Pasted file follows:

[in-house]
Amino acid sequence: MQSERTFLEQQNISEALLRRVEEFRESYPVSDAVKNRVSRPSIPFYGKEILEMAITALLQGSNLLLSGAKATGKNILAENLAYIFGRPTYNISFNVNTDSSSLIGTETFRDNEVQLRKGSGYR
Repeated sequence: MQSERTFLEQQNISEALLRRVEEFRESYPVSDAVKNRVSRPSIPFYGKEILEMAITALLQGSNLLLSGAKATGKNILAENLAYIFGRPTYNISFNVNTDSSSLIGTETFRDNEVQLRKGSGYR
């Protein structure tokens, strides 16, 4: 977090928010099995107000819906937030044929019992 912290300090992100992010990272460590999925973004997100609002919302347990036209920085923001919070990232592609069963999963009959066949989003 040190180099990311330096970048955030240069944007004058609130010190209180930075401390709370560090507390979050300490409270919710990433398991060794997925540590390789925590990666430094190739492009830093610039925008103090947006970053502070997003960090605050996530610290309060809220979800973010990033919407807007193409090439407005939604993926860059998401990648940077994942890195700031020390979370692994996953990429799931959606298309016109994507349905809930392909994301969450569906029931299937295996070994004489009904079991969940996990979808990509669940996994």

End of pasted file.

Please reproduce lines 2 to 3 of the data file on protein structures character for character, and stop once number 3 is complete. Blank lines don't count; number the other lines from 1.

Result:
Amino acid sequence: MQSERTFLEQQNISEALLRRVEEFRESYPVSDAVKNRVSRPSIPFYGKEILEMAITALLQGSNLLLSGAKATGKNILAENLAYIFGRPTYNISFNVNTDSSSLIGTETFRDNEVQLRKGSGYR
Repeated sequence: MQSERTFLEQQNISEALLRRVEEFRESYPVSDAVKNRVSRPSIPFYGKEILEMAITALLQGSNLLLSGAKATGKNILAENLAYIFGRPTYNISFNVNTDSSSLIGTETFRDNEVQLRKGSGYR